European Central Bank Cuts Rates in July 2024, But Global Market Risks Loom

folder_openEconomic

On July 6, 2024, Christine Lagarde, President of the European Central Bank (ECB), announced a decision to cut borrowing costs, joining the Bank of Canada in launching a new round of interest rate cuts. This move comes amid expectations that the United States and the United Kingdom will follow suit in the coming months.

These measures were driven by local economic developments. However, additional cuts by central banks, especially the ECB, may be curtailed prematurely due to concerns about how currency markets will react if the U.S. Federal Reserve delays its easing measures.

Adding to this is the over-reliance on a reactive approach in the monetary policy of the Federal Reserve, along with a 2% inflation target, which is considered too low in a world where support for globalization is waning, and the consensus on deregulation and fiscal discipline is rapidly shifting in the opposite direction.

In this context, Bank of Canada Governor Tiff Macklem stated, "It makes sense to expect further interest rate cuts," based on the current economic outlook.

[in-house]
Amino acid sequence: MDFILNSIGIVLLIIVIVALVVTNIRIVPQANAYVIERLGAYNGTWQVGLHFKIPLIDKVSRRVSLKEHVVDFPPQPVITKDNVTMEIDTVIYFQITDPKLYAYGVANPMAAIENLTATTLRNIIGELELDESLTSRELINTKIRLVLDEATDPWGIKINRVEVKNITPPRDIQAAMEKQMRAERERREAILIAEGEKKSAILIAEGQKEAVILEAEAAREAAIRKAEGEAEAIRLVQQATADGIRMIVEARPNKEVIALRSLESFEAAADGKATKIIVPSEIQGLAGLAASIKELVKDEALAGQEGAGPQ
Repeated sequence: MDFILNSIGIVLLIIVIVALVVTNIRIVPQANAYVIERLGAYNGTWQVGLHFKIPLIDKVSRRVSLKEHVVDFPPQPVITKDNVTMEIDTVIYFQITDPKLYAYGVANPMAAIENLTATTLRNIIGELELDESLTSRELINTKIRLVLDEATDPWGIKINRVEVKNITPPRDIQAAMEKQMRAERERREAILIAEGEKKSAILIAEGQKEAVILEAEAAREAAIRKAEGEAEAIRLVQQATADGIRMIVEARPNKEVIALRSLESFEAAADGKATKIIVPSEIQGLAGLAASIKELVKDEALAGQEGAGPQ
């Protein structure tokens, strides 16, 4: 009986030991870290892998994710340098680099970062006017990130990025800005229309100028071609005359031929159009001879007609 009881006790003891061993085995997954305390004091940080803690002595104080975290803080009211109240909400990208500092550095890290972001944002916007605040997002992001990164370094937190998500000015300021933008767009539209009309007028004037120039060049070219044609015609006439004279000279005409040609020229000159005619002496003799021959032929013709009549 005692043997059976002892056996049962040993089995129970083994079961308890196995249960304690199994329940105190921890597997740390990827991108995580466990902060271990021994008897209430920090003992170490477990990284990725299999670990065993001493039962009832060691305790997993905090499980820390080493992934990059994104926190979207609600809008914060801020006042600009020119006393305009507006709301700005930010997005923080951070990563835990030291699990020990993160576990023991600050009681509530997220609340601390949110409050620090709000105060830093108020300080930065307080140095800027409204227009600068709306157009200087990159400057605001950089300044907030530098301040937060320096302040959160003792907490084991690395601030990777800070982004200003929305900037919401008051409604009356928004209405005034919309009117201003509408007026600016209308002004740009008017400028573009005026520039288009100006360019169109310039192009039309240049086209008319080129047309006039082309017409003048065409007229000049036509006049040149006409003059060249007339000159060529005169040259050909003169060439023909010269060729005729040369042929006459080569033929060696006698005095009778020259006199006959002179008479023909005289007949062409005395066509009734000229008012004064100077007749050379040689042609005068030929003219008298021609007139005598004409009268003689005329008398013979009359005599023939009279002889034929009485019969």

The ECB tends to be very cautious in its forward guidance, yet it proceeded to cut interest rates for the first time since 2019 before both the Bank of England and the Federal Reserve, despite lagging behind them in the rate hike cycle.

Weak Economic Data

Most recent economic data from G7 countries suggest weaker economic activity than many expected, especially in the United States. Poor data has led to significant downward pressure on commodity prices and government bond yields, although the impact on credit spreads and equities has been limited so far.

Recent data suggests a 35% probability that the U.S. economy will enter a recession, posing significant challenges for the Federal Reserve's upcoming strategies.

Federal Reserve Approach and Inflation Target

The success of G7 central banks' rate cuts depends on how well the Federal Reserve manages to transition away from an overly reactive policy approach to a strategic one that anticipates future developments. The Fed also needs to recognize that the appropriate inflation target over the next few years should be closer to 3% to achieve maximum employment.

If the Federal Reserve delays these transitions, the Bank of Canada and the ECB might find that concerns over currency market disruptions limit their ability to implement the necessary interest rate cuts, posing a major challenge for the global economy, which already suffers from fragile growth dynamics and increasing inequality.

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